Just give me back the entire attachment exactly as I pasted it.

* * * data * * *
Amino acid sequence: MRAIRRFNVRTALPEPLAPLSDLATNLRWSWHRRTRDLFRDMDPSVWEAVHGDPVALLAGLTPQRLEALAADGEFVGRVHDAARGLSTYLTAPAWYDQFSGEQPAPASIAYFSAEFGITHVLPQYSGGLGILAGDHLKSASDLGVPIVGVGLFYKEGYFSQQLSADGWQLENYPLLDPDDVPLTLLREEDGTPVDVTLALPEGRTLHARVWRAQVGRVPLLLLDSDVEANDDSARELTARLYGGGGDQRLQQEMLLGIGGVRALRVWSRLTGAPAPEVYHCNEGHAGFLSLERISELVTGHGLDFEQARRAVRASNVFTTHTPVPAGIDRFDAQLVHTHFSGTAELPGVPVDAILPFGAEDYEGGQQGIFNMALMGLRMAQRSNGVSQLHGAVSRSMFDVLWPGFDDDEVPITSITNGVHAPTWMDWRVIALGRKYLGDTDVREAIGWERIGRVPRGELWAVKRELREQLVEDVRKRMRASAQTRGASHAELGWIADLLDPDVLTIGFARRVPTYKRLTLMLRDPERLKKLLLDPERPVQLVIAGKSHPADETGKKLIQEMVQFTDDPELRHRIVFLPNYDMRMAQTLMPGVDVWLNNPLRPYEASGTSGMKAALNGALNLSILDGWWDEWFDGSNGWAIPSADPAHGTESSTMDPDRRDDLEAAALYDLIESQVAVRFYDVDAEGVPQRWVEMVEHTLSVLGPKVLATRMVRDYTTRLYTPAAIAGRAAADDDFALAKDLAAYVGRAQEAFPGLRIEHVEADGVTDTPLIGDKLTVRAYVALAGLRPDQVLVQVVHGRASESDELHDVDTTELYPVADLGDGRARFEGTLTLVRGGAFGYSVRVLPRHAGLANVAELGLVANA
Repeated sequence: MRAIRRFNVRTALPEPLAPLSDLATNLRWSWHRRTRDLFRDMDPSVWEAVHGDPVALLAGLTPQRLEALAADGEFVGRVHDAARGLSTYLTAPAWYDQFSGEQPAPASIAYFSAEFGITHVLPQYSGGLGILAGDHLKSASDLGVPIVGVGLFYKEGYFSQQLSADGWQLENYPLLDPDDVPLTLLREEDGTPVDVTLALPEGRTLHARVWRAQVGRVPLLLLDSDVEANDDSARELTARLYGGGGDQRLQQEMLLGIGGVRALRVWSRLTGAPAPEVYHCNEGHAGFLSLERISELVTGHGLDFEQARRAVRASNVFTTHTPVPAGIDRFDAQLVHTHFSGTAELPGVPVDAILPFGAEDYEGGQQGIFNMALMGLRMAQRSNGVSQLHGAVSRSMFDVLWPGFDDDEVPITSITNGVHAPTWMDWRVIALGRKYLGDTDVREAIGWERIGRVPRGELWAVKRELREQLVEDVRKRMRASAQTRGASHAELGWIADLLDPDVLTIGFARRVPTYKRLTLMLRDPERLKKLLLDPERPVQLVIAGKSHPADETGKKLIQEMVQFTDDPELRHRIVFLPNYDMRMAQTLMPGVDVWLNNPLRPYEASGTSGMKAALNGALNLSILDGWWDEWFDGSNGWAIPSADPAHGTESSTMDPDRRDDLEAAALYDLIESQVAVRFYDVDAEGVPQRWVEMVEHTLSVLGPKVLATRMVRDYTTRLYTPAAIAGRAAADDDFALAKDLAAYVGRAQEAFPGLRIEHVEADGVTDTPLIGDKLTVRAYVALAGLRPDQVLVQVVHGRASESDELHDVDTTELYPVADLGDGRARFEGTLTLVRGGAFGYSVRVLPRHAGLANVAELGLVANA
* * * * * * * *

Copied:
Amino acid sequence: MRAIRRFNVRTALPEPLAPLSDLATNLRWSWHRRTRDLFRDMDPSVWEAVHGDPVALLAGLTPQRLEALAADGEFVGRVHDAARGLSTYLTAPAWYDQFSGEQPAPASIAYFSAEFGITHVLPQYSGGLGILAGDHLKSASDLGVPIVGVGLFYKEGYFSQQLSADGWQLENYPLLDPDDVPLTLLREEDGTPVDVTLALPEGRTLHARVWRAQVGRVPLLLLDSDVEANDDSARELTARLYGGGGDQRLQQEMLLGIGGVRALRVWSRLTGAPAPEVYHCNEGHAGFLSLERISELVTGHGLDFEQARRAVRASNVFTTHTPVPAGIDRFDAQLVHTHFSGTAELPGVPVDAILPFGAEDYEGGQQGIFNMALMGLRMAQRSNGVSQLHGAVSRSMFDVLWPGFDDDEVPITSITNGVHAPTWMDWRVIALGRKYLGDTDVREAIGWERIGRVPRGELWAVKRELREQLVEDVRKRMRASAQTRGASHAELGWIADLLDPDVLTIGFARRVPTYKRLTLMLRDPERLKKLLLDPERPVQLVIAGKSHPADETGKKLIQEMVQFTDDPELRHRIVFLPNYDMRMAQTLMPGVDVWLNNPLRPYEASGTSGMKAALNGALNLSILDGWWDEWFDGSNGWAIPSADPAHGTESSTMDPDRRDDLEAAALYDLIESQVAVRFYDVDAEGVPQRWVEMVEHTLSVLGPKVLATRMVRDYTTRLYTPAAIAGRAAADDDFALAKDLAAYVGRAQEAFPGLRIEHVEADGVTDTPLIGDKLTVRAYVALAGLRPDQVLVQVVHGRASESDELHDVDTTELYPVADLGDGRARFEGTLTLVRGGAFGYSVRVLPRHAGLANVAELGLVANA
Repeated sequence: MRAIRRFNVRTALPEPLAPLSDLATNLRWSWHRRTRDLFRDMDPSVWEAVHGDPVALLAGLTPQRLEALAADGEFVGRVHDAARGLSTYLTAPAWYDQFSGEQPAPASIAYFSAEFGITHVLPQYSGGLGILAGDHLKSASDLGVPIVGVGLFYKEGYFSQQLSADGWQLENYPLLDPDDVPLTLLREEDGTPVDVTLALPEGRTLHARVWRAQVGRVPLLLLDSDVEANDDSARELTARLYGGGGDQRLQQEMLLGIGGVRALRVWSRLTGAPAPEVYHCNEGHAGFLSLERISELVTGHGLDFEQARRAVRASNVFTTHTPVPAGIDRFDAQLVHTHFSGTAELPGVPVDAILPFGAEDYEGGQQGIFNMALMGLRMAQRSNGVSQLHGAVSRSMFDVLWPGFDDDEVPITSITNGVHAPTWMDWRVIALGRKYLGDTDVREAIGWERIGRVPRGELWAVKRELREQLVEDVRKRMRASAQTRGASHAELGWIADLLDPDVLTIGFARRVPTYKRLTLMLRDPERLKKLLLDPERPVQLVIAGKSHPADETGKKLIQEMVQFTDDPELRHRIVFLPNYDMRMAQTLMPGVDVWLNNPLRPYEASGTSGMKAALNGALNLSILDGWWDEWFDGSNGWAIPSADPAHGTESSTMDPDRRDDLEAAALYDLIESQVAVRFYDVDAEGVPQRWVEMVEHTLSVLGPKVLATRMVRDYTTRLYTPAAIAGRAAADDDFALAKDLAAYVGRAQEAFPGLRIEHVEADGVTDTPLIGDKLTVRAYVALAGLRPDQVLVQVVHGRASESDELHDVDTTELYPVADLGDGRARFEGTLTLVRGGAFGYSVRVLPRHAGLANVAELGLVANA